DON’T, when you can win a lot more than 52.5% or maybe more of one’s games. If you cannot consistently achieve a successful percentage, however, making “if” bets when you bet two teams will save you money.

For the winning bettor, the “if” bet adds an element of luck to your betting equation that doesn’t belong there. If two games are worth betting, then they should both be bet. Betting on one should not be produced dependent on whether or not you win another. On the other hand, for the bettor who has a negative expectation, the “if” bet will prevent him from betting on the 2nd team whenever the initial team loses. By preventing some bets, the “if” bet saves the negative expectation bettor some vig.

The $10 savings for the “if” bettor results from the fact he’s not betting the 2nd game when both lose. Compared to the straight bettor, the “if” bettor comes with an additional cost of $100 when Team A loses and Team B wins, but he saves $110 when Team A and Team B both lose.

The rule for the winning bettor is precisely opposite. Something that keeps the winning bettor from betting more games is bad, and therefore “if” bets will definitely cost the winning handicapper money. Once the winning bettor plays fewer games, he has fewer winners. Understand that next time someone informs you that the way to win is to bet fewer games. A smart winner never wants to bet fewer games. Since “if/reverses” work-out the exact same as “if” bets, they both place the winner at an equal disadvantage.

Exceptions to the Rule – Whenever a Winner Should Bet Parlays and “IF’s”
Just like all rules, there are exceptions. “If” bets and parlays should really be created by a winner with a positive expectation in just two circumstances::

If you find no other choice and she must bet either an “if/reverse,” a parlay, or a teaser; or
When betting co-dependent propositions.
The only real time I will think of that you’ve no other choice is if you’re the very best man at your friend’s wedding, you’re waiting to walk down the aisle, your laptop looked ridiculous in the pocket of one’s tux so you left it in the car, you only bet offshore in a deposit account without credit line, the book has a $50 minimum phone bet, you like two games which overlap in time, you grab your trusty cell 5 minutes before kickoff and 45 seconds before you have to walk to the alter with some beastly bride’s maid in a frilly purple dress on your arm, you try to produce two $55 bets and suddenly realize you only have $75 in your account.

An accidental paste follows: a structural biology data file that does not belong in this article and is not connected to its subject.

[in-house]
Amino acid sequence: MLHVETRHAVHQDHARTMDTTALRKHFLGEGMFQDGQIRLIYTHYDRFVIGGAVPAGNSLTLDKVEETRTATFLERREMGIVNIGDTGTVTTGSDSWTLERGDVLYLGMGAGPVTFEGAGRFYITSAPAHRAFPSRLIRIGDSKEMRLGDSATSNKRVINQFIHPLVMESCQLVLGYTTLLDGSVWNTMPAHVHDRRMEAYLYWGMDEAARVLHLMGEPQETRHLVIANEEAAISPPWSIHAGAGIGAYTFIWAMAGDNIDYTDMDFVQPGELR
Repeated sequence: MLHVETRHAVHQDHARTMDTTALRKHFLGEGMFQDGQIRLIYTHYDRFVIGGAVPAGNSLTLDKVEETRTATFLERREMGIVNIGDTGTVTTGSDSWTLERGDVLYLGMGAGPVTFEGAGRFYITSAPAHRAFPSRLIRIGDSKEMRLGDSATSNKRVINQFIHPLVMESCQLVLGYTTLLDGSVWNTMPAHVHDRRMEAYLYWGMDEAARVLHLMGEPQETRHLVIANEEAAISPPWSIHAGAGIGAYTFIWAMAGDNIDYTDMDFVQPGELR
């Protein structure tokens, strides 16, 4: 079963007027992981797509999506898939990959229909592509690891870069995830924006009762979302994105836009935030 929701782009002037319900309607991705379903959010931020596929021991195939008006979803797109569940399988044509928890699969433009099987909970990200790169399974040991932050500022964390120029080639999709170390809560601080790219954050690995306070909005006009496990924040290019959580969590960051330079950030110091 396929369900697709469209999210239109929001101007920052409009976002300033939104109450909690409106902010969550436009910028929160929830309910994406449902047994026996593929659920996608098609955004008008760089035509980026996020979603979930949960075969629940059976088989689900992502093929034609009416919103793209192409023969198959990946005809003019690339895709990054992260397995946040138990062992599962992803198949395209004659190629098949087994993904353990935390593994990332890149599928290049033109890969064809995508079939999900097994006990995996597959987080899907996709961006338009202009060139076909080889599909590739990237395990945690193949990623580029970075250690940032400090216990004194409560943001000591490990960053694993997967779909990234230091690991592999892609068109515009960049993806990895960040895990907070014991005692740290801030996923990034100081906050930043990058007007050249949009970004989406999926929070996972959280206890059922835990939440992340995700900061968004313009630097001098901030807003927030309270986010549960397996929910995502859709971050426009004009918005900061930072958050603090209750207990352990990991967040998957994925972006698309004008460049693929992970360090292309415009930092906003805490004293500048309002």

Since the old philosopher used to express, “Is that what’s troubling you, bucky?” In that case, hold your face up high, put a look on that person, look for the silver lining, and create a $50 “if” bet on your two teams. Obviously you could bet a parlay, but as you will see below, the “if/reverse” is a great substitute for the parlay if you’re winner.

For the winner, the very best method is straight betting. In the event of co-dependent bets, however, as already discussed, there is a massive advantage to betting combinations. With a parlay, the bettor is getting the main benefit of increased parlay odds of 13-5 on combined bets which have greater compared to normal expectation of winning. Since, by definition, co-dependent bets must often be contained within the exact same game, they must be produced as “if” bets. With a co-dependent bet our advantage arises from the fact we make the 2nd bet only IF one of the propositions wins.

It would do us no good to straight bet $110 each on the favourite and the underdog and $110 each on the over and the under. We’d simply lose the vig irrespective of how often the favorite and over or the underdog and under combinations won. As we’ve seen, if we play two out of 4 possible results in two parlays of the favourite and over and the underdog and under, we can net a $160 win when certainly one of our combinations comes in. When to find the parlay or the “reverse” when making co-dependent combinations is discussed below.

Choosing Between “IF” Bets and Parlays
Based on a $110 parlay, which we’ll use for the purpose of consistent comparisons, our net parlay win when certainly one of our combinations hits is $176 (the $286 win on the winning parlay minus the $110 loss on the losing parlay). In a $110 “reverse” bet our net win could be $180 each time certainly one of our combinations hits (the $400 win on the winning if/reverse minus the $220 loss on the losing if/reverse).